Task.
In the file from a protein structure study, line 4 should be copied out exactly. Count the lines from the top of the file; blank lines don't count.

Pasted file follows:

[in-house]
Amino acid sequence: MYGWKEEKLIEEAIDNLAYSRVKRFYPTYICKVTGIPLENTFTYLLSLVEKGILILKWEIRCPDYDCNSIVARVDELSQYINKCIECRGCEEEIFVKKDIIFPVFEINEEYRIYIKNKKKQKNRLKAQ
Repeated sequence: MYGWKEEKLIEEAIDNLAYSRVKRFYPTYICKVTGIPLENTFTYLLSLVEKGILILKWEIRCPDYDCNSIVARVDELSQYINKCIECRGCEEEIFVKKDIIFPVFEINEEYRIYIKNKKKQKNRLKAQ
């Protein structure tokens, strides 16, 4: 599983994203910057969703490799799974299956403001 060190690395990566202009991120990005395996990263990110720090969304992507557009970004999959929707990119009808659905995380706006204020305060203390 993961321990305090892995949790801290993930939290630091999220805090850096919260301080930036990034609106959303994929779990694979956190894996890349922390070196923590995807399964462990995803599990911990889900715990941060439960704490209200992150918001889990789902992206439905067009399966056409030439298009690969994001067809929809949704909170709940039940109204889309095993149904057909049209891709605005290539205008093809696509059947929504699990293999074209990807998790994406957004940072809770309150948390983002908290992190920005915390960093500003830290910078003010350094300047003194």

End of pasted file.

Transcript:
């Protein structure tokens, strides 16, 4: 599983994203910057969703490799799974299956403001 060190690395990566202009991120990005395996990263990110720090969304992507557009970004999959929707990119009808659905995380706006204020305060203390 993961321990305090892995949790801290993930939290630091999220805090850096919260301080930036990034609106959303994929779990694979956190894996890349922390070196923590995807399964462990995803599990911990889900715990941060439960704490209200992150918001889990789902992206439905067009399966056409030439298009690969994001067809929809949704909170709940039940109204889309095993149904057909049209891709605005290539205008093809696509059947929504699990293999074209990807998790994406957004940072809770309150948390983002908290992190920005915390960093500003830290910078003010350094300047003194």